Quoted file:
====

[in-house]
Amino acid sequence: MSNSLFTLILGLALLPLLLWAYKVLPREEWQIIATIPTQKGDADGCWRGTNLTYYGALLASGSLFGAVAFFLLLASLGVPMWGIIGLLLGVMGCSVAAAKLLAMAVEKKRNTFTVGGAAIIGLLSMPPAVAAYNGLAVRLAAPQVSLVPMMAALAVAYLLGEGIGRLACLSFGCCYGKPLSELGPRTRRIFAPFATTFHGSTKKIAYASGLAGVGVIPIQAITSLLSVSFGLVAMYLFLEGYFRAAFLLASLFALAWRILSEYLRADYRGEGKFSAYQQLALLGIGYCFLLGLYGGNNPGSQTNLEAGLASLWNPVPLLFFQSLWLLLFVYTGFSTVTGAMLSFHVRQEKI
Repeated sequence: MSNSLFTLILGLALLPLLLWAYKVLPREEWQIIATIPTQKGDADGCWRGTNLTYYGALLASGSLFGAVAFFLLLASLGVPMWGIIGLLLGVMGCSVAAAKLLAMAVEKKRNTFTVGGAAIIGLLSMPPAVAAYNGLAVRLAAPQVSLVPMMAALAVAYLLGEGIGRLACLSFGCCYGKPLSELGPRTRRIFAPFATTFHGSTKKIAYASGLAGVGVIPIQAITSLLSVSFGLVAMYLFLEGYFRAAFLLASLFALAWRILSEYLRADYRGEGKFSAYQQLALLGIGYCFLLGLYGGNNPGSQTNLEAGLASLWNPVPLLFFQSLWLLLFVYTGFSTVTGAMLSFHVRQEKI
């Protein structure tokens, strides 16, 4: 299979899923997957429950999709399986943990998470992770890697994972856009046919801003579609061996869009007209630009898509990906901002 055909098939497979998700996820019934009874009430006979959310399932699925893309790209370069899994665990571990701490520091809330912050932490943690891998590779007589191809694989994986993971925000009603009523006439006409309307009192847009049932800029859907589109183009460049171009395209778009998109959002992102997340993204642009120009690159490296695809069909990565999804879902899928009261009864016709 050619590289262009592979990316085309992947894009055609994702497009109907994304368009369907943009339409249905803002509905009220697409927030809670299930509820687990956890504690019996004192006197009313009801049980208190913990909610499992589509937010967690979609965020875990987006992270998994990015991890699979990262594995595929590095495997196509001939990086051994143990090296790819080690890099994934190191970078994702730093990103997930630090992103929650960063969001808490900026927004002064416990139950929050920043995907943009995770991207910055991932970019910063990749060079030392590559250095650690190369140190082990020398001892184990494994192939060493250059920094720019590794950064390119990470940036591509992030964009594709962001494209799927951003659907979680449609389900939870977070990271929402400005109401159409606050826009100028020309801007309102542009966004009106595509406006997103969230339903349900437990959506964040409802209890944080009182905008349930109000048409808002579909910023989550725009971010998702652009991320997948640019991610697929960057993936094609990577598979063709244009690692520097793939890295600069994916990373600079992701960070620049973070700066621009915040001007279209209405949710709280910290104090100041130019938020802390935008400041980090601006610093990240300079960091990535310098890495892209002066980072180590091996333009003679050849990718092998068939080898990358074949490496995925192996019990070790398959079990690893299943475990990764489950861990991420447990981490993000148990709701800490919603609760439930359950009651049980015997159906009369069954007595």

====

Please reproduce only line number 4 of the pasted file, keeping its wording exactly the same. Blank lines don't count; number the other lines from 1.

């Protein structure tokens, strides 16, 4: 299979899923997957429950999709399986943990998470992770890697994972856009046919801003579609061996869009007209630009898509990906901002 055909098939497979998700996820019934009874009430006979959310399932699925893309790209370069899994665990571990701490520091809330912050932490943690891998590779007589191809694989994986993971925000009603009523006439006409309307009192847009049932800029859907589109183009460049171009395209778009998109959002992102997340993204642009120009690159490296695809069909990565999804879902899928009261009864016709 050619590289262009592979990316085309992947894009055609994702497009109907994304368009369907943009339409249905803002509905009220697409927030809670299930509820687990956890504690019996004192006197009313009801049980208190913990909610499992589509937010967690979609965020875990987006992270998994990015991890699979990262594995595929590095495997196509001939990086051994143990090296790819080690890099994934190191970078994702730093990103997930630090992103929650960063969001808490900026927004002064416990139950929050920043995907943009995770991207910055991932970019910063990749060079030392590559250095650690190369140190082990020398001892184990494994192939060493250059920094720019590794950064390119990470940036591509992030964009594709962001494209799927951003659907979680449609389900939870977070990271929402400005109401159409606050826009100028020309801007309102542009966004009106595509406006997103969230339903349900437990959506964040409802209890944080009182905008349930109000048409808002579909910023989550725009971010998702652009991320997948640019991610697929960057993936094609990577598979063709244009690692520097793939890295600069994916990373600079992701960070620049973070700066621009915040001007279209209405949710709280910290104090100041130019938020802390935008400041980090601006610093990240300079960091990535310098890495892209002066980072180590091996333009003679050849990718092998068939080898990358074949490496995925192996019990070790398959079990690893299943475990990764489950861990991420447990981490993000148990709701800490919603609760439930359950009651049980015997159906009369069954007595």